The proposed text for T4, T5, and T6 is underlined below.  The non-underlined text already exists in Miami 21, a TOD/transit corridor parking reduction that does not apply within 500 ft of single-family/duplex areas (T3).  The proposed text does not change that, it does not apply within 500 feet of T3.  Below is a map of where the proposed text would apply: orange areas around rail stations, purple areas along transit corridors, but not yellow areas within 500 ft of T3.  

“Parking ratio may be reduced within 1/2 mile radius of TOD or within 1/4 mile radius of a Transit Corridor by thirty percent (30%) by process of Waiver, or by one hundred percent (100%) for any Structure that has a Floor Area of ten thousand (10,000) square feet or less, except when site is within 500 feet of T3.”

Let’s hope City of Miami Commissioners can come to their senses and eliminate parking requirements entirely, not just for small urban buildings.

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6 Responses to City of Miami Public Hearing: Small Building Parking Exemption

  1. Parking exemptions help attract developers to creating additional affordable housing opportunities that are badly needed in our City. This puts us in line with the best practices nationally, mainly in progressive cities like New York. As we push Miami toward transit equity, we have to continue to propose and support innovative strategies like this parking exemption. Great work to all the advocates.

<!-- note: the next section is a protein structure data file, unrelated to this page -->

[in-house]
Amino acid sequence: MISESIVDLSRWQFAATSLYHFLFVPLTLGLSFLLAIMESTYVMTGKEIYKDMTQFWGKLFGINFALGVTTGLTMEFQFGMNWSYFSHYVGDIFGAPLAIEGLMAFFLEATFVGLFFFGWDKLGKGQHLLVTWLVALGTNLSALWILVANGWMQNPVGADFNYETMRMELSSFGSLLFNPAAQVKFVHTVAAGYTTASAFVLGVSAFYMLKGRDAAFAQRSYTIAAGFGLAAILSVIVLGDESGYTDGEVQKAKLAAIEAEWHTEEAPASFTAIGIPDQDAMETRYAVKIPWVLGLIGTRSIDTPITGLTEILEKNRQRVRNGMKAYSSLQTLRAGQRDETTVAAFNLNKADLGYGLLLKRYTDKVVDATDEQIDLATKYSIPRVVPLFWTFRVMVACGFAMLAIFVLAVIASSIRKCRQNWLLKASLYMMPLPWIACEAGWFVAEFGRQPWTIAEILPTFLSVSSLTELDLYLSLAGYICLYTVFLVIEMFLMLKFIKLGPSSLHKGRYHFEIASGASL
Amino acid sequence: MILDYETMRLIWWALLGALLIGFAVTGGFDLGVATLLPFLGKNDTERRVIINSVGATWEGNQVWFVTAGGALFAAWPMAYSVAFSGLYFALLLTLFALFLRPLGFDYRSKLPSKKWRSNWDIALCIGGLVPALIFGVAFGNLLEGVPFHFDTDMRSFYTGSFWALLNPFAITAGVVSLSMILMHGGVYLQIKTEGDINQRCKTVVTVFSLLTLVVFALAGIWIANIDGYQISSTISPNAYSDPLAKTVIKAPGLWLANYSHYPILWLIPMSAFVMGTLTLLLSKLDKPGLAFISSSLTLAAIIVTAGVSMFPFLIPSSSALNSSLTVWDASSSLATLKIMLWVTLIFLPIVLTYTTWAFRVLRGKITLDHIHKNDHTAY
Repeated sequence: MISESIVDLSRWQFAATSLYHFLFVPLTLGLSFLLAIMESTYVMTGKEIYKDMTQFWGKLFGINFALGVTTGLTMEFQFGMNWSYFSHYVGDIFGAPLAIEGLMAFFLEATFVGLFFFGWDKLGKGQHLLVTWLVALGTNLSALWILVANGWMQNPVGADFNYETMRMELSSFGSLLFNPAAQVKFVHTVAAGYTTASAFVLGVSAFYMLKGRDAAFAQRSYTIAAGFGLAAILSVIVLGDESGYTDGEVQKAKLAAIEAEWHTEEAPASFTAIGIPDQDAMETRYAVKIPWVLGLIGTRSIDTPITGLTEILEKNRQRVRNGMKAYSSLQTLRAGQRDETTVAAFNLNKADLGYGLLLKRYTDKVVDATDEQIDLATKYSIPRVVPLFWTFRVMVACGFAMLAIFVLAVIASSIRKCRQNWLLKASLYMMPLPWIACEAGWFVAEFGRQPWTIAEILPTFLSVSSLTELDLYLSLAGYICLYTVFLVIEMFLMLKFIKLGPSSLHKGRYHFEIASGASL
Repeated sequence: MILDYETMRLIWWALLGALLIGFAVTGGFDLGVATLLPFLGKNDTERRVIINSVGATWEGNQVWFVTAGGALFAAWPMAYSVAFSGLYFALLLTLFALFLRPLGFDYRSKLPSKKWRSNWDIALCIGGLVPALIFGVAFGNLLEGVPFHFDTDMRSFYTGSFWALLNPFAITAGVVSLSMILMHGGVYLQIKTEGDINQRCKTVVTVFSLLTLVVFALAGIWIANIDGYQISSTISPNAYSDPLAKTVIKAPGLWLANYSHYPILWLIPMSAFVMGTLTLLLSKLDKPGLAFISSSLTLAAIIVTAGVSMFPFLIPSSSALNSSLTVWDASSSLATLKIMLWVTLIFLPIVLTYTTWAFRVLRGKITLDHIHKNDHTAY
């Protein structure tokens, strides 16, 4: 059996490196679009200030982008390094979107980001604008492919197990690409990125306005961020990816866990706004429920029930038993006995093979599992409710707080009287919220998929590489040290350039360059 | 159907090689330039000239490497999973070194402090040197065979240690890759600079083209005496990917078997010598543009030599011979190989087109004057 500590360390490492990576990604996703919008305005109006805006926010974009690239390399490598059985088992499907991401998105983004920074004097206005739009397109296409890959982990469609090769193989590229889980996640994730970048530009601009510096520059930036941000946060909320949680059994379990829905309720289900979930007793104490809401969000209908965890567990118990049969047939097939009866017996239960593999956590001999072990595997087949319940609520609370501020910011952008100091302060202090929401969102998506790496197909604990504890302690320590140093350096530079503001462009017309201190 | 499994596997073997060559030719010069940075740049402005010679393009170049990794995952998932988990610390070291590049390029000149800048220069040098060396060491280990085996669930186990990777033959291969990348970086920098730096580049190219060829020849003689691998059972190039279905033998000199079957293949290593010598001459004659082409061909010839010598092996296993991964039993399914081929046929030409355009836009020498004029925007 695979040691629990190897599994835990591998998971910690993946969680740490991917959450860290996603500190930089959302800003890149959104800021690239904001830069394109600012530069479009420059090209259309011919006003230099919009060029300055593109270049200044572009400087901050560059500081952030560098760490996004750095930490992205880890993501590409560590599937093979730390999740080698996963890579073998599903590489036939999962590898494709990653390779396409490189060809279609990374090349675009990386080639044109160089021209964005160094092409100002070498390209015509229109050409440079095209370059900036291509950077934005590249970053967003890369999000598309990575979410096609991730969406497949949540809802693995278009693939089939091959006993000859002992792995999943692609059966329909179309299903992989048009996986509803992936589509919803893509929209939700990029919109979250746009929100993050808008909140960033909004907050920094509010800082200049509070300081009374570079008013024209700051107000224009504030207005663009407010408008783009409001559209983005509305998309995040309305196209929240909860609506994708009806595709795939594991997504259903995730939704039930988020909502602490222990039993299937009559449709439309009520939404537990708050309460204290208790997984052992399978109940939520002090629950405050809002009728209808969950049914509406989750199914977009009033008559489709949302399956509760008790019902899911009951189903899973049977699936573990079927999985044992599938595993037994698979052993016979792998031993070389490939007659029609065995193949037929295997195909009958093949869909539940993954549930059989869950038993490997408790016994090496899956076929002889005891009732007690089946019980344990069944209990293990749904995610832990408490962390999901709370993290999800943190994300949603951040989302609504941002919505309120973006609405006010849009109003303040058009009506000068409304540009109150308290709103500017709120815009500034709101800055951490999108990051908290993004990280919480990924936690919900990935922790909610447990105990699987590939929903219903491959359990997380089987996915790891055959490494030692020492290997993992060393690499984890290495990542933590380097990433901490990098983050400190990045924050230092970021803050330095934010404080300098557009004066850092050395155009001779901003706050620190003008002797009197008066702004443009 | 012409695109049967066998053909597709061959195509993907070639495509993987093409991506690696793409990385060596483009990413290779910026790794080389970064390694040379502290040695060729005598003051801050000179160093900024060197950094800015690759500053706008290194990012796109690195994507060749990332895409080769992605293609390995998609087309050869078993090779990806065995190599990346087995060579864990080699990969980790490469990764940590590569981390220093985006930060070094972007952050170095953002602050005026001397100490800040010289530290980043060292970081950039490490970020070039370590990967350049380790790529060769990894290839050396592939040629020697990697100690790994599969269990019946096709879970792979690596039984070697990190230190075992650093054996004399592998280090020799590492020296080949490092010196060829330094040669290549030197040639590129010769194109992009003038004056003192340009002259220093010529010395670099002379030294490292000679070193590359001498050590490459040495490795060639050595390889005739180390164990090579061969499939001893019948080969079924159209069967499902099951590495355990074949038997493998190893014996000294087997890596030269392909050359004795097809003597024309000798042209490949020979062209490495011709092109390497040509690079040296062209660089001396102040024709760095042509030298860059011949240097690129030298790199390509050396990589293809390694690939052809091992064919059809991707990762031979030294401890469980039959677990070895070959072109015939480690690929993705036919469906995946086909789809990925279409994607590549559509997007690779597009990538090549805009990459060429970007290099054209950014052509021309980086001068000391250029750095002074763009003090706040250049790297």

2. John Hopkins says:

    It won’t be sufficient to simply reduce the on-site parking requirement. The city must also make sure that transit and sidewalks are safe and inviting to allow non-driver access. Remember that the reason most cities require on-site parking is so that a building’s occupants won’t monopolize streetside parking and keep customers away from nearby shops and offices. Yes, Miami is looking in the right direction here. But the current proposal should be part of a broad commitment to Livable Cities planning.


  3. John Hopkins says:

    I should have added: Sheltered, accessible parking for bicycles has to be part of the new rules.


  4. Don't ruin parking for existing residents says:

    When parking is scarce and new zoning is approved to allow new speculators to build new housing with no parking or reduced parking requirements you can seriously harm the quality of life for long time residents. Where will long time residents park if new residents show up and take all the available spots?


  5. I agree with all your points. Unfortunately in Miami this exemption places the horse before the cart. We should have been expanding our public transportation in this city long ago. May be this could act as an incentive by forcing our reps to confront this reality.


  6. Mike Lintro says:

    I had no idea that the price of rent has gone up so high in some areas. I have also noticed the lack of parking in some areas. It just seems like there are a lot of town homes being built, and it doesn’t really allow for a lot of space for guest to park. Usually just a few parking spaces for the tenants. I wonder what it would cost to build your own little town home.